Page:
The Championship Round of the 2019 Challenge Cup airs Saturday, June 15 from 2-4 p.m. ET on the Outdoor Channel. Photo by Phoenix Moore
By Rob Newell - June 14, 2019
ALBEMARLE, N.C. – During the Challenge Cup week at Albemarle, N.C., the eight pros who went the distance survived a high-water grind at High Rock, then a dashing low-water sprint at Tillery, and now they find themselves caught in between the two for the Championship Round, literally.
Badin Lake, located between High Rock and Tillery in the Yadkin Chain of Lakes, will be the course for the Championship Round. Badin is about 4,900 acres in size and 7 miles long with 43 miles of shoreline. The big X-factor that pros will encounter at Badin will be shallow emergent vegetation commonly called “water willow,” which grows vigorously on Badin’s lower end. The water willow grows in 1 to 3 feet of water and makes for some excellent bass-holding cover in the spring.
Water willow was not present in the High Rock zones nor in the dewatered Tillery, so it’s a new variable for pros to assess at Badin, especially in the fall of the year.
Another mystery is current. With so much high water in High Rock located above Badin, lake managers might be pulling water hard through Badin to bring High Rock down. If so, the current could be a major player at Badin as well.
First Glances at the Playing Field
As the final eight pros pull into the Badin Lake Boat Ramp, they want to pull something from their prior experience on the Yadkin Chain over the last several days, yet not make too many hard, fast conclusions that could derail them down into a rabbit hole. It’s a case of picking up where they left off from the previous rounds, but keeping it opened ended for Badin’s new waters.
“Yes, I’ll pick up where I left off at Tillery, but the main thing I’ll be ultra aware of initially is water clarity,” said Brent Ehrler, who is looking to claim his second MLF Cup. “I keep thinking they’re going to throw us on a clear water lake at some point. I’ve got my squarebills, Chatterbaits and spinnerbaits tied on from the other day, but I also have several jerkbaits and an umbrella rig ready to go in case we get out there and I can see the bottom in 4 feet.”
Andy Montgomery was eyeing the change in weather conditions as the rabbit hole to avoid.
“One reason that fishing was so good at Tillery was because of the warm, cloudy conditions before the front,” he pointed out. “That front went through last night, and now we’re back to bright, clear blue skies. That might put them a little closer to cover – that’s the thing I’ll be looking out for.”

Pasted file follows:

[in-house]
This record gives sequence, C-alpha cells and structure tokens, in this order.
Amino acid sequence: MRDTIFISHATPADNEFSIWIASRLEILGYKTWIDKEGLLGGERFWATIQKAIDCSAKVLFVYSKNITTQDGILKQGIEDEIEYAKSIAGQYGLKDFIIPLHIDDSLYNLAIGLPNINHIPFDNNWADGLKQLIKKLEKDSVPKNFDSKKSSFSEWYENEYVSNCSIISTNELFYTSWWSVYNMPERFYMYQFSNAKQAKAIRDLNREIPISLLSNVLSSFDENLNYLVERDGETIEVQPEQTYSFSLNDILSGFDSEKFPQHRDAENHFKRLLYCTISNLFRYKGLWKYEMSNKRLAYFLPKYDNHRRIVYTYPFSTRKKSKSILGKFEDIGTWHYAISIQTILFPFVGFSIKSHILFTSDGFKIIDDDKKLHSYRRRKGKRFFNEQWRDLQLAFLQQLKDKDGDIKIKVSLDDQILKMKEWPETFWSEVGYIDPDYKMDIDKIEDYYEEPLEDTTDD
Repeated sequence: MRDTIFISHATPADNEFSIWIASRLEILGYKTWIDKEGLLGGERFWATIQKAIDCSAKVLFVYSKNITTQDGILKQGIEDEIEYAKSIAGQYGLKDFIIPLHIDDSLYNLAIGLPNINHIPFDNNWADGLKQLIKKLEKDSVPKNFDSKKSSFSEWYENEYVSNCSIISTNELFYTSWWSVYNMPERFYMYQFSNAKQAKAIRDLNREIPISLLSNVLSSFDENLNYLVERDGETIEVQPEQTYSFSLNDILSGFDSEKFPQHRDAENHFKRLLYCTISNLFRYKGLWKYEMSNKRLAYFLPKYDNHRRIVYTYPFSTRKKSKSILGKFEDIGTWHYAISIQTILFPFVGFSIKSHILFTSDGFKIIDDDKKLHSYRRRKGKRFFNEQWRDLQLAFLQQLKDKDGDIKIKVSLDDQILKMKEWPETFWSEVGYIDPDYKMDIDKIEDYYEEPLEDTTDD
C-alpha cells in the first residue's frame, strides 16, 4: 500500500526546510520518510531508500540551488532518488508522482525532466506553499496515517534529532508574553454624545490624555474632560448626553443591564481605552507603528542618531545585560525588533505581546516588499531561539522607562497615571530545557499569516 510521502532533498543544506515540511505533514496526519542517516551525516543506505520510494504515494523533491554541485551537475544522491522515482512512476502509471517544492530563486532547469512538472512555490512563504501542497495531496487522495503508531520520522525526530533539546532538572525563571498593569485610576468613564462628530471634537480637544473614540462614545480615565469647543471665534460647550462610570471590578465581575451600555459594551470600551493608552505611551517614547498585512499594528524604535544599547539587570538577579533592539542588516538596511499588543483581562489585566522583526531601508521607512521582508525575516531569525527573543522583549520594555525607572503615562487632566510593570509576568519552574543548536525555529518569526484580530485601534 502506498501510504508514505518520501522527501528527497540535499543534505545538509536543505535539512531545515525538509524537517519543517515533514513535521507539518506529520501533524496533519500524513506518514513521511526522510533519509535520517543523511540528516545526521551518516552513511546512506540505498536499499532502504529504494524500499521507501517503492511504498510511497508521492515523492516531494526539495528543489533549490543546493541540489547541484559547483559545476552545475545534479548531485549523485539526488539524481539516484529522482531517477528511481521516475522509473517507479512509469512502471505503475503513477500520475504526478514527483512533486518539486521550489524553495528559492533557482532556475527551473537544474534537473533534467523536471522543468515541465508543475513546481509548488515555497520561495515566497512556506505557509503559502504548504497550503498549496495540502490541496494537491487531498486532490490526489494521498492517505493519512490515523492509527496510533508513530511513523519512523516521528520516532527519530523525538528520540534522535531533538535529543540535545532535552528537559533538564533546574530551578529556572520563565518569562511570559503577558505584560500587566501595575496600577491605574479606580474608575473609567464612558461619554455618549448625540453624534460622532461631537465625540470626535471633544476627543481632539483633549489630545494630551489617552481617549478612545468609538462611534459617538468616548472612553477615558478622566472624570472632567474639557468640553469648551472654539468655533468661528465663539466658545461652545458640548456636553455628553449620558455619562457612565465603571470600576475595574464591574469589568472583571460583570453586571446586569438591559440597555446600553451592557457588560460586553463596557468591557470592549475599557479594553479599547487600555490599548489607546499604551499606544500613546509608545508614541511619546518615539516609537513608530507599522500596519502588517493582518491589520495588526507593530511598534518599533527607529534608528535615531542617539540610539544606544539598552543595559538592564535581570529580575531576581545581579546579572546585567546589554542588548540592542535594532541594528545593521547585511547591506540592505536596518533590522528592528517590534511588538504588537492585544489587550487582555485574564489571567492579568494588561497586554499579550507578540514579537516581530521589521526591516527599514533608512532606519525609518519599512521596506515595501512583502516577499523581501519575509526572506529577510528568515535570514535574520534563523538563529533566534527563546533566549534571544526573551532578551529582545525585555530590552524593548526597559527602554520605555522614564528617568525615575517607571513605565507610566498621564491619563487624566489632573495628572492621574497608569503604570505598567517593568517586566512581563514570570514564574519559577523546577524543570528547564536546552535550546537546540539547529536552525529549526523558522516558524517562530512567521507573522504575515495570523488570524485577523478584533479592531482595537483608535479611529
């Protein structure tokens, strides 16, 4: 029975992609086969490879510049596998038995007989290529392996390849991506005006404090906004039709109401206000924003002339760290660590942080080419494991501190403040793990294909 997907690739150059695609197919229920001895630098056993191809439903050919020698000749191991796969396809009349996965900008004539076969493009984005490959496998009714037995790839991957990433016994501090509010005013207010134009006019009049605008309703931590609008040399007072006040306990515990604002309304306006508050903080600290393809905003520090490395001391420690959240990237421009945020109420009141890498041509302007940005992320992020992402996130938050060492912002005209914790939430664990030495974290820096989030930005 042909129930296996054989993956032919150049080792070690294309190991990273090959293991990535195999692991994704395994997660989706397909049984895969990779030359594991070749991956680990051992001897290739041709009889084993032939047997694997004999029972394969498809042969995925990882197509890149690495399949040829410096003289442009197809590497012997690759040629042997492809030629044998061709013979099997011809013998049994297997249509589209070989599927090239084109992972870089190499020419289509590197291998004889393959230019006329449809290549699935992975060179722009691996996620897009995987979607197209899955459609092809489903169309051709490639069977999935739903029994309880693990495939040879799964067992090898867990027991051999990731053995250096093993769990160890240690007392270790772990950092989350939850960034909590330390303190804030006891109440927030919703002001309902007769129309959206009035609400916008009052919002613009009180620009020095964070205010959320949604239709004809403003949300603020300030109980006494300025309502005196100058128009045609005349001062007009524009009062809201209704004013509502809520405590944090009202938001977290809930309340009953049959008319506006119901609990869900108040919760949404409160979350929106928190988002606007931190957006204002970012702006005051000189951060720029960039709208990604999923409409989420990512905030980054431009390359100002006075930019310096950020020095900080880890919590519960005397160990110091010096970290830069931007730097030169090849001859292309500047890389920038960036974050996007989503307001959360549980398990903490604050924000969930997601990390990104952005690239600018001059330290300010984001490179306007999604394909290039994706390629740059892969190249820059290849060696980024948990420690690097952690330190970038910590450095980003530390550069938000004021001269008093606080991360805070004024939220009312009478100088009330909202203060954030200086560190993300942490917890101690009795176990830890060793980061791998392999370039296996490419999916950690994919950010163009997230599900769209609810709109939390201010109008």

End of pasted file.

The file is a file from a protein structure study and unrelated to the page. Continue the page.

Jacob Wheeler was also expressing his concern for the passing front, pointing to a major mid-morning lull that was likely to follow the front.
“The front passed through last night,” Wheeler explained. “And usually what happens is sort of a delayed reaction to the front. The fish will still bite in low light this morning. But come about 9 or 10 o’clock there is likely to be a big lull for a couple of hours when the sun is high and bright and the wind is still calm. How you plan to overcome that lull will be the key to winning today. You either have to build a big lead to survive that lull, or you have got to figure out how to produce bites during that lull.”
In his first two rounds of competition, Dean Rojas played a quality over quantity game that worked out well for him. He had the highest per-fish average in the Elimination Round at 2 pounds, 11 ounces and the second highest average in the Sudden Death Round with 2 pounds, 4 ounces per fish. In general, the MLF format favors a quantity over quality strategy, but Rojas has found a way to buck the system with quality.
“It’s worked out so far, but I don’t want to get too locked into it,” Rojas cautioned. “My strategy has been to stay out and fish places that have immediate deep-water access instead of going way back in the pockets. I get fewer bites, but the quality has been better. I want to play that same strategy in this Championship Round but it’s a different lake. The bait could be more active in the backs of the pockets here, so that’s the first thing I want to look at – where is the bait most active?”
With the much colder final morning, Ish Monroe joked that his main concern for the day was just staying warm.
“The best thing I can do today is staying relaxed,” he said. “And the best way to stay relaxed is to stay warm. And the best way I know to get warm on days like this is to catch a 5 pounder right off the bat. Something about battling a 5-pounder gets you fired up and produces a lot of heat. Then I’ll be warmed up and relaxed and I can just let the rest of the day fall into place.”